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As with all health-related information in our articles, you are cautioned to not treat yourself but to seek the help of a licensed health professional. The author's note is: "The material in this article is for information and should in no way be taken as a substitute or replacement of proper diagnosis and treatment by a competent Homoeopath. Please use your discretion. (AKN)"
Traditional Home Remedies: Basil
by Anjan K. Nath, Ph.D.

A curious sight in India during the 19th Century was that many Englishmen had adopted the use of a necklace made of the wood of the Basil plant like the ones worn by Hindu holymen. This was not to claim affinity to those over whom they ruled, but rather for more practical reasons for it was scientifically determined and proved that basil provides immunity to electrical impulses and hence acts as preventive to thunder-bolts (lightning). The plant itself is full of electrical energy and hence aids in stimulating blood-circulation. It is said that if one wears the stalk of the basil around the waist, the wearer will be free from afflictions of the waist, liver, spleen, and the generative organs. Because of this property, the basil-stalk necklaces are worn around the neck, hands, and over the heart; and, therefore, it is not surprising that the practice was adopted by the English.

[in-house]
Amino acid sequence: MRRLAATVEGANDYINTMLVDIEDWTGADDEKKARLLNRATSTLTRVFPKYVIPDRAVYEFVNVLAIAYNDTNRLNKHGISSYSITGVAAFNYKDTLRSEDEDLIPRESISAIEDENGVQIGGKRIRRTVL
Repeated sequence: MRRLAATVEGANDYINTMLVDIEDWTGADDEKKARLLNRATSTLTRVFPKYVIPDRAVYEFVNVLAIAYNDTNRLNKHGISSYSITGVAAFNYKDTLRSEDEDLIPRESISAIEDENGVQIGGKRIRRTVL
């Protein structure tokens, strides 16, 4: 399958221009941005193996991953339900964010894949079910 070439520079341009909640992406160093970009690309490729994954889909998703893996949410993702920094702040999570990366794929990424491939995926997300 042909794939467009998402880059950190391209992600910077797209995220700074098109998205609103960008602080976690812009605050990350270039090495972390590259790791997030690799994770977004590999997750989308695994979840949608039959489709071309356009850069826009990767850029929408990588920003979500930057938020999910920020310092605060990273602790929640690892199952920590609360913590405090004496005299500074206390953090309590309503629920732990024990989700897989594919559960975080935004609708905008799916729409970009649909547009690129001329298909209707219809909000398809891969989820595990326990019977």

Culpeper, the English physician of old makes a few interesting observations: “This is the herb which all authors are together about, and rail at one another (like lawyers). Galen and Dioscorides hold it not fitting to be taken inwardly; and Chrysippus rails at it with downright Billingsgate rhetoric; Pliny and the Arabian physicians defend it” (Complete Herbal 15). He further adds: was an herb of Mars, and under the scorpion, and perhaps therefore called basilicon, and it is no marvel if it carry a virulent quality with it. Being applied to the place bitten by venomous beasts, or stung by a wasp or hornet, it speedily draws the poison to it. Every like draws his like. Mizaldus affirms, that being laid to rot in horse-dung, it will breed venomous beasts. Hilarius, a French physician, affirms upon his own knowledge, that an acquaintance of his, by common smelling to it, had a scorpion bred in his brain.... To conclude. It expelleth both birth and after-birth: and as it helps the deficiency of Venus in one kind, so it spoils all her actions in another. I dare write no more of it. (15) So much for Culpeper.